hand, the option to invite the European Commission to give its
opinion on whether a Member State has complied with the debt brake
rule, the Commission's role in a procedure similar to the pre-judicial
stages of the infringement procedure in such a case, and the subsequent
obligation to bring an action against a Member State which has
breached the debt brake rule, in the Commission's view, would
all confer significant additional powers upon that institution.
Article 8 should also be clarified to make clear
that the Member State which has allegedly breached Article 3(2)
would be joining in the action against itself.
40. For Professor Dougan the key consideration
in assessing the legality of the role of the Commission was that
the contracting States had ceded jurisdiction over Article 8 to
the Court of Justice by voluntary agreement.
In light of this, a wide margin of discretion should be given
to the contracting States "subject to EU law and not breaching
the treaties directly, to design the type of enforcement system
they want to have imposed upon themselves."
It was not therefore a question of whether the Commission's role
was new, but whether its role infringed the existing Treaties.
As the Commission had no formal role
in bringing proceedings under Article 8, its role was not problematic.
Further, it could be said to be analogous with the monitoring
role of the Commission elsewhere under the Treaties.
DOES ARTICLE 8(1) PLACE LEGALLY
BINDING OBLIGATIONS ON CONTRACTING STATES?
41. We asked Professors
Craig, Dougan and Peers to comment on the Government's assertion
that the use of "will" in Article 8(1)"the
matter will be brought to the Court of Justice of the European
Union by one or more Contracting Parties"meant that
States were not under a mandatory obligation to bring proceedings,
so could elect not to. None agreed.
JURISDICTION OF THE COURT OF JUSTICE
IN ARTICLE 8
42. Professor Craig thought that whether what
was presently contained in Article 8 was lawful or not would ultimately
depend on the interpretation by the Court of Justice of the meaning
and scope of Article 273 TFEU; this in turn would depend upon
whether the Court, if the question were put to it, found that
the present mechanism whereby the Commission, in effect, triggers
the action was lawful under the Article 273.
The prohibition on the
Commission bringing enforcement action under Article 126(1-9)
in his view reinforced "very considerably" the conclusion
that to construe Article 273 as allowing de facto a Commission
enforcement action for breach of the selfsame rules "looks
very odd indeed".
43. When pressed to give a best guess on whether
the Court of Justice would find in favour of jurisdiction to hear
proceedings brought under Article 8, Professor Craig thought with
some certainty that it would in the case of inter-State proceedings,
because these were "a
special agreement for the purposes of coming within Article 273",
but that these would be very rare indeed.
But in the case of proceedings triggered by a negative report
from the Commission, he was less sure:
I simply do not know what they will do about
the first half of Article 8. I find that one more difficult to
guess. There will be a temptation to validate it, to legitimate
it, and say that the Commission is not formally bringing the action
and that is good enough and therefore you can use 273. The problem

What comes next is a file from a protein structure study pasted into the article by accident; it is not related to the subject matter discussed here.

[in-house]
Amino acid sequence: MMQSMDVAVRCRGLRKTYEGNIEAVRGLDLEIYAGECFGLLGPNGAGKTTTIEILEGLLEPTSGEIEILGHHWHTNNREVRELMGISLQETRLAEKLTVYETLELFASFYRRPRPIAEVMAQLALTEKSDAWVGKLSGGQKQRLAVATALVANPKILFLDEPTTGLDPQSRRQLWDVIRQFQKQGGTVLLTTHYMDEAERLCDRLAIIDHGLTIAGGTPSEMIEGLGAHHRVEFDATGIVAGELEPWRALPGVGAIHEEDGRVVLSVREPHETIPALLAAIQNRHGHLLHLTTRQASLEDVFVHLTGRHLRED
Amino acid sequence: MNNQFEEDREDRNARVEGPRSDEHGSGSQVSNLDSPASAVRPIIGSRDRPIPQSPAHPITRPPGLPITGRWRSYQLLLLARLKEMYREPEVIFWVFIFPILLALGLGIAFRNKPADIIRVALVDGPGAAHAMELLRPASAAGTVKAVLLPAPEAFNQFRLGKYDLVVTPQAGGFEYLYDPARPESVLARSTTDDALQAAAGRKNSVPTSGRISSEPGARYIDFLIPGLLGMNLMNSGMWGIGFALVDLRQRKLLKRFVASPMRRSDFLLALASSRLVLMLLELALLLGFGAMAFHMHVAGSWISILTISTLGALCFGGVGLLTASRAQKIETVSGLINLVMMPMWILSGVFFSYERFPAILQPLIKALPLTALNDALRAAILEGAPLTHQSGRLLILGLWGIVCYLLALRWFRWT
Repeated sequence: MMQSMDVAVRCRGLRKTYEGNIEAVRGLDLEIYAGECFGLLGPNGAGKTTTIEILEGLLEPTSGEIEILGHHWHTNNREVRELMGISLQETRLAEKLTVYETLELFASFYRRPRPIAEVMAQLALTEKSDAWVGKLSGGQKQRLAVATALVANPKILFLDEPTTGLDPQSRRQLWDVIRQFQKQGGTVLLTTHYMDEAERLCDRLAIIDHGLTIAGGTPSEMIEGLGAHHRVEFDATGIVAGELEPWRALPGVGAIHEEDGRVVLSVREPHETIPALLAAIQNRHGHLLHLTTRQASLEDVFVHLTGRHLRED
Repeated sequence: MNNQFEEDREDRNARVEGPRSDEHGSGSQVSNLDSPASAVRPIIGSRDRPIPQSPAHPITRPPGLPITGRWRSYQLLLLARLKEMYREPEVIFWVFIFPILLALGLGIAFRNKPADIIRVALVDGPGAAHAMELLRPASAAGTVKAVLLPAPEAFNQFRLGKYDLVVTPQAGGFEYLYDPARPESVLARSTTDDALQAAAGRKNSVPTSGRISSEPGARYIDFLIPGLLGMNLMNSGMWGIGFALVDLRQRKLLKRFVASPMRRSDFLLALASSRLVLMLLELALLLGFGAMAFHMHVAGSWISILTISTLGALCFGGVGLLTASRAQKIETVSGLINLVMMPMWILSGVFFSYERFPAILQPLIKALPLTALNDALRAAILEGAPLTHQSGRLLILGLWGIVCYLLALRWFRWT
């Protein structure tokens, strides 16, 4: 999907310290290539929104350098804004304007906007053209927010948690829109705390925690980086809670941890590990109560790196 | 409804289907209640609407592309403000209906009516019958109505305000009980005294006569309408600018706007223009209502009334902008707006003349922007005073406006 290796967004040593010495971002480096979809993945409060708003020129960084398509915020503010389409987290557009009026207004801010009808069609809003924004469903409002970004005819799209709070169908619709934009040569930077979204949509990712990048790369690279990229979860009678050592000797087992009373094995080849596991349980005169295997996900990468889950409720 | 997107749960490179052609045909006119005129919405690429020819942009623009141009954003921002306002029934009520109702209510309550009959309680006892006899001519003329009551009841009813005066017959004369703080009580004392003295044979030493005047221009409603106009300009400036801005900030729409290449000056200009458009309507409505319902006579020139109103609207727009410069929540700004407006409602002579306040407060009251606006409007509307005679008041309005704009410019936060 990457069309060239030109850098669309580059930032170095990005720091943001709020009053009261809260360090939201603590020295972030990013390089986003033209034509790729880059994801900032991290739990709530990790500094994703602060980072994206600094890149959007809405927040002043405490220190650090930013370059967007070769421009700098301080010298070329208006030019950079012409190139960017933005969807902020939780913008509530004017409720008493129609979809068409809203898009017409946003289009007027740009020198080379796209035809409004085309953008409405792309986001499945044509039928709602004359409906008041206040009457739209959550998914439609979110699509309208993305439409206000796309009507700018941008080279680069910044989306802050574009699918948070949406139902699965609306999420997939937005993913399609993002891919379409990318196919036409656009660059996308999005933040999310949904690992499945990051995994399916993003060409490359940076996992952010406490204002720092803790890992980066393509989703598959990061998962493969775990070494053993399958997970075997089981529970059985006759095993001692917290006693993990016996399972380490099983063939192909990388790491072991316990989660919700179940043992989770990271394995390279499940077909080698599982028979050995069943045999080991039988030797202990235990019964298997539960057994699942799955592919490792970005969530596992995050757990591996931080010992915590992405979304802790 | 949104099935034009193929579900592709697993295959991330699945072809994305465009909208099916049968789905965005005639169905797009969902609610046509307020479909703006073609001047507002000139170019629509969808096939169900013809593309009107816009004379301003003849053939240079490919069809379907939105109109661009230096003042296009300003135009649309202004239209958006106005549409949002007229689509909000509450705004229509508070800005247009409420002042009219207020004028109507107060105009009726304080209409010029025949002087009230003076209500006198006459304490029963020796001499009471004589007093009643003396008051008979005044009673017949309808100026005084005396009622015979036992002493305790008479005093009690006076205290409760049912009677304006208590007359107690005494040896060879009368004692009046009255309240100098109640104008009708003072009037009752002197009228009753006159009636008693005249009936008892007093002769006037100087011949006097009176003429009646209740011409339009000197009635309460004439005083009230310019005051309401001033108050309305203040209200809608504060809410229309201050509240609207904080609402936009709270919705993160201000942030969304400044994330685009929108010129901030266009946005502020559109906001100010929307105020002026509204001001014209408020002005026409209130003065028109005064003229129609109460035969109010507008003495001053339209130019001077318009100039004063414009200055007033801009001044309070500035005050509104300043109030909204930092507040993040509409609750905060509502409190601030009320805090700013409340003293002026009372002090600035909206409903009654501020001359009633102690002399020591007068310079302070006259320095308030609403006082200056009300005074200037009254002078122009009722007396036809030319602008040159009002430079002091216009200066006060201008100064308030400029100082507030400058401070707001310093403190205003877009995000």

with that conclusion is that it looks pretty artificial and, as
I intimated in my paper in the evidence I gave, on many occasions
in the past where member states have tried through various contrivances
to get round a rule in the
treaty by factually organising their behaviour in such a way as
to minimise the likelihood of engagement with a particular treaty
Article, the Court of Justice and the Commission legal service
and the Council legal service have quite rightly said, "No,
we are not going to allow that to happen. We will look at the
44. Professor Peers thought
that Article 8 related "to the subject matter of the Treaties"
and was confident that it did not exceed the scope of Article
According to the preamble to the draft treaty,
Article 8 is based on Article 273 TFEU, which provides that:
"The Court of Justice
shall have jurisdiction in any dispute between Member States which
relates to the subject matter of the Treaties if the dispute is
submitted to it under a special agreement between the parties."
Therefore it cannot be objected that this provision
per se is in breach
of EU law. Although it has been argued that Article 8 exceeds
the scope of Article 273 TFEU, since the 0.5% debt brake rule
is new to EU law, and is therefore outside the "subject-matter"
of the Treaties, this argument is not convincing. Article 344
TFEU subjects all disputes concerning the "interpretation
or application" of the Treaties to the exclusive
jurisdiction of the Court of Justice.
Since Article 273 provides for only optional jurisdiction
of the Court of Justice, the two provisions cannot overlap. So
Article 273 cannot apply to EU law as such, since Article 344
applies to EU law; it follows that Article 273 applies (only)
to disputes regarding measures which are not part of EU
law as such, but which are connected to
the "subject-matter" of the Treaties. Obviously the
debt-brake rule meets that criterion.
45. Professor Hix and Martin Howe thought the
Court would take an expedient approach to its jurisdiction under
Article 273 TFEU, in reflection of the
ultimate political objective: "where there's a political
will, the EU will find a way around this";
and, in the case of Martin Howe:
The Court reflects political developments and
the political ethos of the European Union in which it operates.
One would be asking that Court, as it were, to ban the Commission